This test is not done yet, as I need to buy a second 2.5G USB-C to ethernet interface.

4.2.1 Benchmarks - Networking - Test case 1 - CAT6A

This test is performed with a CAT.6A patch cable of 20cm, which is characterized for 500MHz.

Back to TOC

4.2.1.1 Benchmarks - Networking - Test case 1 - CAT6A - R5S->M1

The first test is running for 2 mins and with 2 parallel TCP streams

HostCommand
Mac M1 w/ USB-C 2.5Giperf3 -s
NanoPi R5S (LAN2)iperf3 -c 192.168.2.20 -t 120 -d -P 2
Click here to view full console output…
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send_results
{
        "cpu_util_total":       99.894594260395,
        "cpu_util_user":        2.53878014645815,
        "cpu_util_system":      97.3558149471838,
        "sender_has_retransmits":       1,
        "congestion_used":      "bbr",
        "streams":      [{
                        "id":   1,
                        "bytes":        11559632896,
                        "retransmits":  2,
                        "jitter":       0,
                        "errors":       0,
                        "packets":      0,
                        "start_time":   0,
                        "end_time":     120.000356
                }, {
                        "id":   3,
                        "bytes":        10766254080,
                        "retransmits":  0,
                        "jitter":       0,
                        "errors":       0,
                        "packets":      0,
                        "start_time":   0,
                        "end_time":     120.000578
                }]
}
get_results
{
        "cpu_util_total":       12.895311139359134,
        "cpu_util_user":        1.0562188759244822,
        "cpu_util_system":      11.839089763429422,
        "sender_has_retransmits":       -1,
        "streams":      [{
                        "id":   1,
                        "bytes":        11559632896,
                        "retransmits":  -1,
                        "jitter":       0,
                        "errors":       0,
                        "packets":      0,
                        "start_time":   0,
                        "end_time":     119.99968
                }, {
                        "id":   3,
                        "bytes":        10766254080,
                        "retransmits":  -1,
                        "jitter":       0,
                        "errors":       0,
                        "packets":      0,
                        "start_time":   0,
                        "end_time":     119.999681
                }]
}
interval_len 0.994603 bytes_transferred 102760448
interval forces keep
interval_len 0.994474 bytes_transferred 85203344
interval forces keep
- - - - - - - - - - - - - - - - - - - - - - - - -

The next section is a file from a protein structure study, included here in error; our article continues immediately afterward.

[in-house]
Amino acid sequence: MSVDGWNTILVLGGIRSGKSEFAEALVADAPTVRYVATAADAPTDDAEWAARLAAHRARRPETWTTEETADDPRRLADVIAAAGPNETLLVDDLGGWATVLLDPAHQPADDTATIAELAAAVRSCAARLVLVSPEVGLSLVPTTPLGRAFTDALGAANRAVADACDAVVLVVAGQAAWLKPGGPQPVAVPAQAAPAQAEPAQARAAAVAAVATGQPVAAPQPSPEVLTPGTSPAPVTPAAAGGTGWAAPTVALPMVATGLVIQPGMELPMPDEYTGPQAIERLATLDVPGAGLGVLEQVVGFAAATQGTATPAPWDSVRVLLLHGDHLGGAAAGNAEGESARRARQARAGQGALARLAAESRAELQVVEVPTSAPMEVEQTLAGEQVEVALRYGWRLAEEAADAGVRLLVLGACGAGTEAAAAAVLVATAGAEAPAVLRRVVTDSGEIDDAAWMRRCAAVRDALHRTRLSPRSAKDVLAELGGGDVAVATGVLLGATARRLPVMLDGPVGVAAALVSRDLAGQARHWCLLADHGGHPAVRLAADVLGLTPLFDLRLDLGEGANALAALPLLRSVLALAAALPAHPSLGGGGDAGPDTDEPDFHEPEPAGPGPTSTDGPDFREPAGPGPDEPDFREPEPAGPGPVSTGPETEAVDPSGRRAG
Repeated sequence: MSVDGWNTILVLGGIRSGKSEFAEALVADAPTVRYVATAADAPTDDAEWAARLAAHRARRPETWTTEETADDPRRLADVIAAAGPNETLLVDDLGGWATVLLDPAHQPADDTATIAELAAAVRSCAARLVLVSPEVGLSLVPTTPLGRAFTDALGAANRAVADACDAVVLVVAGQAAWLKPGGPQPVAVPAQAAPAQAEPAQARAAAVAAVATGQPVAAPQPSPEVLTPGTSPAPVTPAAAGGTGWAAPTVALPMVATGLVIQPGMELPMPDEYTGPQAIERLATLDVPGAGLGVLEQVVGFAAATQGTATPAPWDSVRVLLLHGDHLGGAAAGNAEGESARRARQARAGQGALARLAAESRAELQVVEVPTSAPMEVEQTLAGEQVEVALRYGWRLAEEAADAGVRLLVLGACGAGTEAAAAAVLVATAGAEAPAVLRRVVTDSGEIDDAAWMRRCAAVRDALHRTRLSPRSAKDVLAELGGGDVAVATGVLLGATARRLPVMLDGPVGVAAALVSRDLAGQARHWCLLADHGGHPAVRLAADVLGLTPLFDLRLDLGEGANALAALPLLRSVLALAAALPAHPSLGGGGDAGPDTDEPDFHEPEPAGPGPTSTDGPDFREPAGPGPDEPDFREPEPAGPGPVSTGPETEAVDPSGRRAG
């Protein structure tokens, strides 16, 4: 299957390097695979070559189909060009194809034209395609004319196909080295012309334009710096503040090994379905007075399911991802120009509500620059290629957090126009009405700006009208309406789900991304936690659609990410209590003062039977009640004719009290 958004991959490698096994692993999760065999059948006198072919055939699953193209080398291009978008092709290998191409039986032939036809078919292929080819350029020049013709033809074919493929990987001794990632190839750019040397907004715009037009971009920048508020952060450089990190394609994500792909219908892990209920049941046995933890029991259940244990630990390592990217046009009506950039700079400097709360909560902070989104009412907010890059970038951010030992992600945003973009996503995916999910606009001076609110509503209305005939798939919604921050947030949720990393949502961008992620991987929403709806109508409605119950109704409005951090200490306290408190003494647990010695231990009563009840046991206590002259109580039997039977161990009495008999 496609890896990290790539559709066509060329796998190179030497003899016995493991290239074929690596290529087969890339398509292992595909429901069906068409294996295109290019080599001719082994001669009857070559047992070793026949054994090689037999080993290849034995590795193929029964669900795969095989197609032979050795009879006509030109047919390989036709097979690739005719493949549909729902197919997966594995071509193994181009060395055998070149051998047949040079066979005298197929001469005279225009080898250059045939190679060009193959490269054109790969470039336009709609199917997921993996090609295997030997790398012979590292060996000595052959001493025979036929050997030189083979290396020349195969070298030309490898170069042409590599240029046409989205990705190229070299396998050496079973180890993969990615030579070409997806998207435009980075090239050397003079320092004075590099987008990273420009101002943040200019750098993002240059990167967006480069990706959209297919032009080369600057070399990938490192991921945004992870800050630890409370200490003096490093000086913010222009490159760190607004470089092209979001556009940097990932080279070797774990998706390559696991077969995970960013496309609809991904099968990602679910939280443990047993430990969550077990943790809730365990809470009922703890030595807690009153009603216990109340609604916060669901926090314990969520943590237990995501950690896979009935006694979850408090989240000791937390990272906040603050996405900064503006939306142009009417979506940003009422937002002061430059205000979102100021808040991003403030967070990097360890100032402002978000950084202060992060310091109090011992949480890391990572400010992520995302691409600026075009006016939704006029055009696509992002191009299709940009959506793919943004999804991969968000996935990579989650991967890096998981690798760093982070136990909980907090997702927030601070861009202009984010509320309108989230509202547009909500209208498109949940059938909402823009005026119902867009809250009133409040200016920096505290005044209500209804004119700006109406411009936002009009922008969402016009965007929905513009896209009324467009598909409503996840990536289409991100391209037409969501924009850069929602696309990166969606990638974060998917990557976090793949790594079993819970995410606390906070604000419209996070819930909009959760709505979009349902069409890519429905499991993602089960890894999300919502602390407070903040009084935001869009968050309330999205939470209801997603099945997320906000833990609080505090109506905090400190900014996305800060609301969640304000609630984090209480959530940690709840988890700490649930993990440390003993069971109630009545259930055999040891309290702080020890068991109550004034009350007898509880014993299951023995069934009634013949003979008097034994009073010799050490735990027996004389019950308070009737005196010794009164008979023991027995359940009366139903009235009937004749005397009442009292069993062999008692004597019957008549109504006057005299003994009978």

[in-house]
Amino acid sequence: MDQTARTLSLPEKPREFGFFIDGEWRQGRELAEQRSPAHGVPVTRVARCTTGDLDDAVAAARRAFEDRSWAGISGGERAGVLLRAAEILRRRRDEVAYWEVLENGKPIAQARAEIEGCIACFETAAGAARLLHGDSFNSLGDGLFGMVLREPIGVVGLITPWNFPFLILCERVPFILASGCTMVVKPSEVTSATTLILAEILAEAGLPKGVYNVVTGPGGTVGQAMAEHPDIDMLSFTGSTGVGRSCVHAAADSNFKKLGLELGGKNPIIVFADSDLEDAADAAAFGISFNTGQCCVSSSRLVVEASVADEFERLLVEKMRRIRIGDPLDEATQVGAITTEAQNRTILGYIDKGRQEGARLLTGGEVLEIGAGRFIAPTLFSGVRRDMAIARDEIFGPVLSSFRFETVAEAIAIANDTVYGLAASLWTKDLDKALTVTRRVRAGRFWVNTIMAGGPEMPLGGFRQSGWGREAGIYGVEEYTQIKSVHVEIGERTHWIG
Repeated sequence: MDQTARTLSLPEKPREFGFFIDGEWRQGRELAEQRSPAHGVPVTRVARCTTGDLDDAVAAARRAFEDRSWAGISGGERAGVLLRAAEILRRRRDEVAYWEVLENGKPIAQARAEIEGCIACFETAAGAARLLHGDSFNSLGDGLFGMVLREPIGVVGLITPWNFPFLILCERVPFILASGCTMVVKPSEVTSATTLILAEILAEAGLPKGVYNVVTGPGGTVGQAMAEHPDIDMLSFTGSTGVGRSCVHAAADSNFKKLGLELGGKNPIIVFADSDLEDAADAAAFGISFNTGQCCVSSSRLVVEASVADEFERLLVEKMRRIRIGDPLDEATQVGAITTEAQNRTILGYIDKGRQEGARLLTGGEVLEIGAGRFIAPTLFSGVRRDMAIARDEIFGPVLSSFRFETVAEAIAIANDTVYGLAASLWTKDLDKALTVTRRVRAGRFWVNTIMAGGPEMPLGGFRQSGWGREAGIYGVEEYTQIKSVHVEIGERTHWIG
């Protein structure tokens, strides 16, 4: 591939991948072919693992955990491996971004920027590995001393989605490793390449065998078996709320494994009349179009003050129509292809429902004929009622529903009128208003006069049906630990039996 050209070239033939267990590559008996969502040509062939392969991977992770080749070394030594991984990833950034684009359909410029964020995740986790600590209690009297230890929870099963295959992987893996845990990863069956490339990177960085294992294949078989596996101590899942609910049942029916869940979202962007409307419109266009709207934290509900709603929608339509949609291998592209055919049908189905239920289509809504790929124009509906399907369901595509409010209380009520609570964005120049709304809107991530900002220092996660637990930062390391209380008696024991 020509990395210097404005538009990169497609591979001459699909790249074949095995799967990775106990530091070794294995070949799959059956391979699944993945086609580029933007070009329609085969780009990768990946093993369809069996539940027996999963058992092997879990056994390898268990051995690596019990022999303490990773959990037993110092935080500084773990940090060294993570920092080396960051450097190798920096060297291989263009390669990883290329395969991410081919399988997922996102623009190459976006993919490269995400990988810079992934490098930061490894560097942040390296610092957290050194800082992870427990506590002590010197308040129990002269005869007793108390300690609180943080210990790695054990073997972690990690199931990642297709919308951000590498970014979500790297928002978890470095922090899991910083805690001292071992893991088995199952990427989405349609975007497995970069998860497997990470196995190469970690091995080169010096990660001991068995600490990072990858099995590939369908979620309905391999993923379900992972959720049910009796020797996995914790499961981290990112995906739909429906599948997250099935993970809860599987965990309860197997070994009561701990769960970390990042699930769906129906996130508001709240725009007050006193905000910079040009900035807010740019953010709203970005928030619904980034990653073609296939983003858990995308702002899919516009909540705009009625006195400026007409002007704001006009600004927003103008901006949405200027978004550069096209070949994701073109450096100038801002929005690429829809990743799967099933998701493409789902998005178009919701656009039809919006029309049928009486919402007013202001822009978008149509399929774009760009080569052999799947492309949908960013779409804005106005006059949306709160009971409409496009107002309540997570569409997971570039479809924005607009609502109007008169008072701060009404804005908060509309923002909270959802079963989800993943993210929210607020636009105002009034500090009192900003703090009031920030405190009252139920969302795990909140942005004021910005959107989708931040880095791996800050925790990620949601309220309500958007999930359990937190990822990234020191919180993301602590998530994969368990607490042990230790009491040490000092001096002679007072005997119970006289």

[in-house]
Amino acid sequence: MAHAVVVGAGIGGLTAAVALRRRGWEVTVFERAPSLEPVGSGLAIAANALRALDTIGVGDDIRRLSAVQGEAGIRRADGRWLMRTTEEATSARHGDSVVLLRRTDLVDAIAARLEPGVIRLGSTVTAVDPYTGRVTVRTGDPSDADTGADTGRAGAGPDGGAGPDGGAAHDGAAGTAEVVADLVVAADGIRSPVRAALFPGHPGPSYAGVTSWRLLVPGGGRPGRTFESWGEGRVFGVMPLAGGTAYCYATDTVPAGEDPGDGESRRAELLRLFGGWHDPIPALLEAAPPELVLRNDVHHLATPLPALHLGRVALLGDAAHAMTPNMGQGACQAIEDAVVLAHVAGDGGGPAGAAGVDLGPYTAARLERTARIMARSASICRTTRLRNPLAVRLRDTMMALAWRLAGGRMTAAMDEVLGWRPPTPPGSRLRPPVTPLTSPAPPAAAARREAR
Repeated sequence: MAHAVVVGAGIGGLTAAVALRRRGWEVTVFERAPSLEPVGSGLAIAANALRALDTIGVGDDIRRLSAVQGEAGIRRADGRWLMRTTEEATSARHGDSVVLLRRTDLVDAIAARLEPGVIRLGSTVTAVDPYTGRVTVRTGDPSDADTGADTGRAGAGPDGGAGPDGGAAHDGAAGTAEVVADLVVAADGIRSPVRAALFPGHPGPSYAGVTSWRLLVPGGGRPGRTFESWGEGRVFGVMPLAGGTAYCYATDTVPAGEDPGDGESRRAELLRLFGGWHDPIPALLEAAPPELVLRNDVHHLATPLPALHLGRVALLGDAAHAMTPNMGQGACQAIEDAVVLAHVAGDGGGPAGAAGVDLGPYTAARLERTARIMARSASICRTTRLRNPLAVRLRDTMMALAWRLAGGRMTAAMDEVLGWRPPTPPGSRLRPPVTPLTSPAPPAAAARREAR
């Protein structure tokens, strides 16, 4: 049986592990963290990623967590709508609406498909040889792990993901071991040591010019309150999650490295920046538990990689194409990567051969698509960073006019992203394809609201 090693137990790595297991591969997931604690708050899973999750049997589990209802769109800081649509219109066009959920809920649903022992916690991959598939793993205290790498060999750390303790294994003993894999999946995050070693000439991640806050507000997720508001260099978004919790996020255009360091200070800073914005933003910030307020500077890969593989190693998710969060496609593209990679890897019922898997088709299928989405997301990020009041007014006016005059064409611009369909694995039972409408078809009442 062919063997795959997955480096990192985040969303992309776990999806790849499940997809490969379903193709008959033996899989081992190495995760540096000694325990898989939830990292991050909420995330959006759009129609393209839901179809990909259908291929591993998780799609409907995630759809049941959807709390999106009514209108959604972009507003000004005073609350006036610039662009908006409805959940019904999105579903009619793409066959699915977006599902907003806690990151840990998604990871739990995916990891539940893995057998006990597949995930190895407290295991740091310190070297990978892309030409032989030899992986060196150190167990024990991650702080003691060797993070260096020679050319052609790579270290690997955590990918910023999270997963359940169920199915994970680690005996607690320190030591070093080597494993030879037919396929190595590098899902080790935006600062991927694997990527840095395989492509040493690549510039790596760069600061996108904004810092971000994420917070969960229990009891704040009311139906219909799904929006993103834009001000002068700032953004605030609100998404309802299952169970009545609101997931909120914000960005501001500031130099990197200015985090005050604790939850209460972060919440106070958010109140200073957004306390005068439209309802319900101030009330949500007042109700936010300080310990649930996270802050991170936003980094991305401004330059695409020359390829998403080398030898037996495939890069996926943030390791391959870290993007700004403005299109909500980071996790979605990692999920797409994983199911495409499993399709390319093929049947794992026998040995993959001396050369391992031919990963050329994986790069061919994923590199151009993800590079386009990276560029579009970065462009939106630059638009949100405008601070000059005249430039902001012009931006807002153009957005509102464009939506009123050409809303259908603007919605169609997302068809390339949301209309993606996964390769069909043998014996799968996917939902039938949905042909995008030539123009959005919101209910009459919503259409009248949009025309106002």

[  5] 119.01-120.00 sec  98.0 MBytes   827 Mbits/sec    0    348 KBytes
[  7] 119.01-120.00 sec  81.3 MBytes   685 Mbits/sec    0    331 KBytes
[SUM] 119.01-120.00 sec   179 MBytes  1.51 Gbits/sec    0
- - - - - - - - - - - - - - - - - - - - - - - - -
[ ID] Interval           Transfer     Bitrate         Retr
[  5]   0.00-120.00 sec  10.8 GBytes   771 Mbits/sec    2             sender
[  5]   0.00-120.00 sec  10.8 GBytes   771 Mbits/sec                  receiver
[  7]   0.00-120.00 sec  10.0 GBytes   718 Mbits/sec    0             sender
[  7]   0.00-120.00 sec  10.0 GBytes   718 Mbits/sec                  receiver
[SUM]   0.00-120.00 sec  20.8 GBytes  1.49 Gbits/sec    2             sender
[SUM]   0.00-120.00 sec  20.8 GBytes  1.49 Gbits/sec                  receiver

Back to TOC

4.2.1.2 Benchmarks - Networking - Test case 1 - CAT6A - M1->R5S

The second test is running for 120 secs, 2x parallel streams and in reverse mode.

Reverse mode means that the Mac M1 with the USB-C dongle will send data to the NanoPi R4S.

HostCommand
Mac M1 w/ USB-C 2.5Giperf3 -s
NanoPi R4S (LAN2)iperf3 -c 192.168.2.20 -t 120 -d -P 2 -R
Click here to view full console output…
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send_results
{
        "cpu_util_total":       96.7729033803073,
        "cpu_util_user":        1.3110703132948434,
        "cpu_util_system":      95.461833900263372,
        "sender_has_retransmits":       -1,
        "congestion_used":      "bbr",
        "streams":      [{
                        "id":   1,
                        "bytes":        16135906864,
                        "retransmits":  -1,
                        "jitter":       0,
                        "errors":       0,
                        "packets":      0,
                        "start_time":   0,
                        "end_time":     120.000615
                }, {
                        "id":   3,
                        "bytes":        16003816384,
                        "retransmits":  -1,
                        "jitter":       0,
                        "errors":       0,
                        "packets":      0,
                        "start_time":   0,
                        "end_time":     120.000812
                }]
}
get_results
{
        "cpu_util_total":       79.228332785308552,
        "cpu_util_user":        0.41793856948410563,
        "cpu_util_system":      78.8103925494625,
        "sender_has_retransmits":       0,
        "streams":      [{
                        "id":   1,
                        "bytes":        16140101168,
                        "retransmits":  -1,
                        "jitter":       0,
                        "errors":       0,
                        "packets":      0,
                        "start_time":   0,
                        "end_time":     120.02186
                }, {
                        "id":   3,
                        "bytes":        16008010688,